Nice reading, I am running my 6th TC marathon on Sunday Oct 7th and I still have the butterflies I’m feeling right now. The inexplicable, undeniable array of emotions. The gut check. It’s there to remind me that I’m on the right track – that I’m doing something that matters

  • Lolly Reply

    Oh c’mon Matt, sing it with me: “It’s alright ’cause I’m saved by the bell…” ;) Proud of you, anyway! I’m sure you’ll kick that marathon’s ass in return.

    My marathon? Literally, I’ve ran a few 5Ks. I’d love to work my way to a full but I’m not sure my knees can handle it. Metaphorically, I’d love to either start or become involved with a movement I care about (more than just raising money). Haven’t found it yet, but I’m going to continue looking until I find it. I 100% believe my purpose here is to give back.

    Great post, as always & good luck!

  • Arwa Reply

    Brilliant post. :)

  • Thomas Reply

    I take it you will be putting on pants while you accomplish this feat…?

  • Jen Reply

    Good luck with the marathon, Matt! I’ll be keeping my fingers crossed for your iPod. Can’t wait to read the recap!

    I’ll be conquering my own “marathon” this weekend in the 13.1 distance. I am feeling exactly what you’re feeling right now, so thanks for qualifying my feelings. I feel prepared for the distance, and I have my strategy sorted, but of course, things outside of your control come into play, and the forecast is calling for rain Sunday. I’m hoping and praying the rain holds off until after I cross the finish line, but I will have to take what comes.

  • Élan Reply

    Great post! I’ll be sending positive vibes to your iPod throughout the race.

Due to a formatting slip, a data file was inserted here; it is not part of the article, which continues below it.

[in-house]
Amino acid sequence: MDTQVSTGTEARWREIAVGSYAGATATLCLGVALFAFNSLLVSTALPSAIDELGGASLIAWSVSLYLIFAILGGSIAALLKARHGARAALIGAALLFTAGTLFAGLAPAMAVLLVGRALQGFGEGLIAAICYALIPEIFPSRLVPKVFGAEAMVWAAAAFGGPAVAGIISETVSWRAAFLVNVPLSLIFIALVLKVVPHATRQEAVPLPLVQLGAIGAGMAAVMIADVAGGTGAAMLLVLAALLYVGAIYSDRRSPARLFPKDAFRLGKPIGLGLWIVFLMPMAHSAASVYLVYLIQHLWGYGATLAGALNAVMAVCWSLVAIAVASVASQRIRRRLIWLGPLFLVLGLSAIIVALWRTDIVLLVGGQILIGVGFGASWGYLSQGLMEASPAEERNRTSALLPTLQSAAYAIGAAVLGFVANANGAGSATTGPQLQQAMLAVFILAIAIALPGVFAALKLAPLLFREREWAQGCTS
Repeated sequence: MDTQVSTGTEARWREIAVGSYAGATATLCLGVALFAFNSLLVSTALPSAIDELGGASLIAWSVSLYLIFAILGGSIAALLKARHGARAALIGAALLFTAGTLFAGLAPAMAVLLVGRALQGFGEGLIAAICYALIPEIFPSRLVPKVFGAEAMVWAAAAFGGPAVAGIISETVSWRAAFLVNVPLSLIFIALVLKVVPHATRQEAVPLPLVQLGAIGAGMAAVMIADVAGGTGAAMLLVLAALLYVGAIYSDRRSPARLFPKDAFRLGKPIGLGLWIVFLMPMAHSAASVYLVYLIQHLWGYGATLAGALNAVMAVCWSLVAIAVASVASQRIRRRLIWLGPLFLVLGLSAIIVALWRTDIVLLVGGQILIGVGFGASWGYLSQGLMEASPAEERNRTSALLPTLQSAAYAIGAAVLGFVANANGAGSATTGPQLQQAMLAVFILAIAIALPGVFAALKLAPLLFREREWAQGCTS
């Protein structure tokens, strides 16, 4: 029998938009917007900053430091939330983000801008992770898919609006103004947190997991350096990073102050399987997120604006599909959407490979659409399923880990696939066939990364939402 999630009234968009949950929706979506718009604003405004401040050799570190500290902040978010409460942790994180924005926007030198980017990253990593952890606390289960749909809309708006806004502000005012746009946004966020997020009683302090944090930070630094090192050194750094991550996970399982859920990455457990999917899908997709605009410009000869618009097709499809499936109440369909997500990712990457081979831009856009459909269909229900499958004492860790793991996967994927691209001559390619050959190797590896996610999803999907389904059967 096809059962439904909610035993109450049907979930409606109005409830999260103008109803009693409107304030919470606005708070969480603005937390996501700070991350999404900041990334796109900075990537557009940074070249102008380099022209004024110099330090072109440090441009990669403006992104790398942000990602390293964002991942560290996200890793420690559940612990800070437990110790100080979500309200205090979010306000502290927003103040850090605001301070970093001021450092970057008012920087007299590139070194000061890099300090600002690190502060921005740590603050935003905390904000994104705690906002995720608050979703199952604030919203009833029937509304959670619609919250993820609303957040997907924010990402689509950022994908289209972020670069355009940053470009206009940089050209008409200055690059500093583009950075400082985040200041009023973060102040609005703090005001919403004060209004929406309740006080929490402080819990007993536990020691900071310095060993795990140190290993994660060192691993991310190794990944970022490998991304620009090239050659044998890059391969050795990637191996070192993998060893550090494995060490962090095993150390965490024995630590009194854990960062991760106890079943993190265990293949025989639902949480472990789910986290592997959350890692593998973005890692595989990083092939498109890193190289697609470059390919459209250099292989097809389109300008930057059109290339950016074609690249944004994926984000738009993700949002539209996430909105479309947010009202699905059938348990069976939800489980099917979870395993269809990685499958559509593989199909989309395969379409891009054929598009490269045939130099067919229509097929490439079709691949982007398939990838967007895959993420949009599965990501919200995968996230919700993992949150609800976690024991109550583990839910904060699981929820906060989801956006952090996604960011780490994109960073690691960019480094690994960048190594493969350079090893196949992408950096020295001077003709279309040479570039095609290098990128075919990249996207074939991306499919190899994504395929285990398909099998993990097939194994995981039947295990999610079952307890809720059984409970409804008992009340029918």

I feel like every day I run a bit of my marathon by writing something new each day.

  • Diane Clement Reply

    Excellent post. I am all too familiar with those butterflies. Good thing they seem to flutter at your back once the gun blows. Best of luck today and I will be tightening my quick release laces at Ironman Los Cabos. There is nothing that says “let me run” than 112 miles on the bike.

    I remember sitting on a white sofa in Brazil saying, “I could NEVER do an Ironman.”

    Good think my word was written with erasable ink. Kill it today.
    Diane

  • Karen Reply

    After running a 7km fun run I decided to train for a half marathon. Thinking that was challenging but doable I decided to up the ante to a full. I got in touch with an organisation that enthusiastically replied with lots of information. I read the email and felt my chest tremor. I haven’t been scared like that since I made myself bungy jump 20 years ago! So I think I’m going to do it.

  • Caroline Reply

    I’m struggling through grad school right now, and was thinking about how much I can’t wait to be done. Then I panicked and realized — what am I going to do? What will be my next big project?

    Good luck running!

  • shelly Reply

    Great Post! I was told last night by a close friend that I was “not athletic” and would never run a marathon. These words really hit a nerve. I’ve been stewing on them all day, but instead of stewing, I know I need to put that energy into accomplishing something great. Thank you for the inspiration. It came along to me at the perfect time.

  • Sara Reply

    Hey Matt,

    What a wonderful surprise to stumble across this article. I love the ‘Symptoms that you are doing something right’. There are so many things about preparing for a long distance run that you can apply to real life. Perhaps that can be an article in itself :). I recently ran in a 10 km race after 4 years. I gave up running after a baby, a small leg surgery and a few wrong turns in life. It was pretty symbolic that the race route took me past the hospital where I was operated. Life truly does turn a full circle.

    Sara